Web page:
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Equity Returns and the Business Cycle: The Role of Supply and Demand Shocks

Author

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  • Alfonso Mendoza-Velazquez
  • Peter N. Smith

Abstract

The price of aggregate risk in the UK appears to have risen significantly since the start of the financial crisis and the associated extended recession. This paper examines the relationship between the business cycle and equity market returns to see how robust this association is. Several classifications of UK business cycle quarters are examined and related to the returns from an investment strategy which buys the market one or more quarters after a business cycle quarter and holds it for one year. O¢cial business cycle dating methods as well as identified structural macroeconomic shocks are examined. The findings are that there is clear evidence for countercyclicality in excess returns. Returns are significantly higher in the year following a recession rather than an expansion quarter. There is also a significant difference in the pattern of returns if the downturn in the quarter is the result of a supply or demand shock. Negative supply shocks are found to have an especially large and signicant counter cyclical impact on returns.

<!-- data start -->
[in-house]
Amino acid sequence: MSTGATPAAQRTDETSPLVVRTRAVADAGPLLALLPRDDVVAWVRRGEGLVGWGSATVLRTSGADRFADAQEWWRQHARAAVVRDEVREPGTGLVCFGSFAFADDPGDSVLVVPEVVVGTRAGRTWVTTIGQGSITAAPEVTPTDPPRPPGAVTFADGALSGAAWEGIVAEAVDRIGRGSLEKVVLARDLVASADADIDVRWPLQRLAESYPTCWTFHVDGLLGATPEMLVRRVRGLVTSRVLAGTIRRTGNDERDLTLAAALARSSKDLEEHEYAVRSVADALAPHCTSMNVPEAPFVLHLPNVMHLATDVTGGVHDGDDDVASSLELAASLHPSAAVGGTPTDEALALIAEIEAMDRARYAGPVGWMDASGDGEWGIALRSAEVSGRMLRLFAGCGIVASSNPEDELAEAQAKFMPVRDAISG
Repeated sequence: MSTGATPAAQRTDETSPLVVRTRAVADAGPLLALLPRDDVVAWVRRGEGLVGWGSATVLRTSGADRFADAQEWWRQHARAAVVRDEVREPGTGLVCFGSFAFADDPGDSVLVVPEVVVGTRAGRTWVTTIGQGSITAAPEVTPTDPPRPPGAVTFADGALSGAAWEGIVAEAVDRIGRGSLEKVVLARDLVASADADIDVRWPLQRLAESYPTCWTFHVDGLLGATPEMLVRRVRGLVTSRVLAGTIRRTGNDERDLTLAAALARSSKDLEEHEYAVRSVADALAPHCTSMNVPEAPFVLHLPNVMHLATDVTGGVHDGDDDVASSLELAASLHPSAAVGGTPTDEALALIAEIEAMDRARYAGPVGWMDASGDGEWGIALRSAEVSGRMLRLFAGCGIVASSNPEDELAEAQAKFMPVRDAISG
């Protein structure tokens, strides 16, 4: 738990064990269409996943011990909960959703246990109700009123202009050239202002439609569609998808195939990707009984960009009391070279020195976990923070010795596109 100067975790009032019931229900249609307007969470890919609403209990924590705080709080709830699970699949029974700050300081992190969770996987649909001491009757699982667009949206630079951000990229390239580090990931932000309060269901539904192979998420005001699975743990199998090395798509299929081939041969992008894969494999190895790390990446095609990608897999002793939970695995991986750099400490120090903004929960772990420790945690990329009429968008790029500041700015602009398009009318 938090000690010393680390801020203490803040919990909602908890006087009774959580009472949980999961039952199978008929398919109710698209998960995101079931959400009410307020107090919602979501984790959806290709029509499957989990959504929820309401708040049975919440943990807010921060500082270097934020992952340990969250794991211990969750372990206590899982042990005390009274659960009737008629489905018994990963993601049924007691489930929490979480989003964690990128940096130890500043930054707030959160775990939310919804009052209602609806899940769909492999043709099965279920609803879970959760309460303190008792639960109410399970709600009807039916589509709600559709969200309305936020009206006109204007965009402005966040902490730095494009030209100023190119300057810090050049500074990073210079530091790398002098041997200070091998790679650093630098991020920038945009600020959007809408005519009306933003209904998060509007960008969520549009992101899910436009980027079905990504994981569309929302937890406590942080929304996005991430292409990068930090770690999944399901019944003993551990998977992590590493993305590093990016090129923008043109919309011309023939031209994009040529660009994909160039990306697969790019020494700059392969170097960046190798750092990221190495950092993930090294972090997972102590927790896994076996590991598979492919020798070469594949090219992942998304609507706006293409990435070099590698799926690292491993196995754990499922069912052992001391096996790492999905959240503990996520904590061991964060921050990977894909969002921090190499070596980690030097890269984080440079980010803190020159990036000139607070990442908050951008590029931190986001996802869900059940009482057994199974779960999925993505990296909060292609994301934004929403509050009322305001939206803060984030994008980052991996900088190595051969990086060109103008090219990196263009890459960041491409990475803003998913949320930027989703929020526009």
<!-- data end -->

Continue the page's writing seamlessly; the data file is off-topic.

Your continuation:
Suggested Citation

  • Alfonso Mendoza-Velazquez & Peter N. Smith, 2012. "Equity Returns and the Business Cycle: The Role of Supply and Demand Shocks," Discussion Papers 12/36, Department of Economics, University of York.
  • Handle: RePEc:yor:yorken:12/36
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    References listed on IDEAS

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    Keywords

    Equity Returns; Risk Premium; Business Cycle;

    JEL classification:

    • G12 - Financial Economics - - General Financial Markets - - - Asset Pricing; Trading Volume; Bond Interest Rates
    • C32 - Mathematical and Quantitative Methods - - Multiple or Simultaneous Equation Models; Multiple Variables - - - Time-Series Models; Dynamic Quantile Regressions; Dynamic Treatment Effect Models; Diffusion Processes; State Space Models
    • C51 - Mathematical and Quantitative Methods - - Econometric Modeling - - - Model Construction and Estimation
    • E44 - Macroeconomics and Monetary Economics - - Money and Interest Rates - - - Financial Markets and the Macroeconomy

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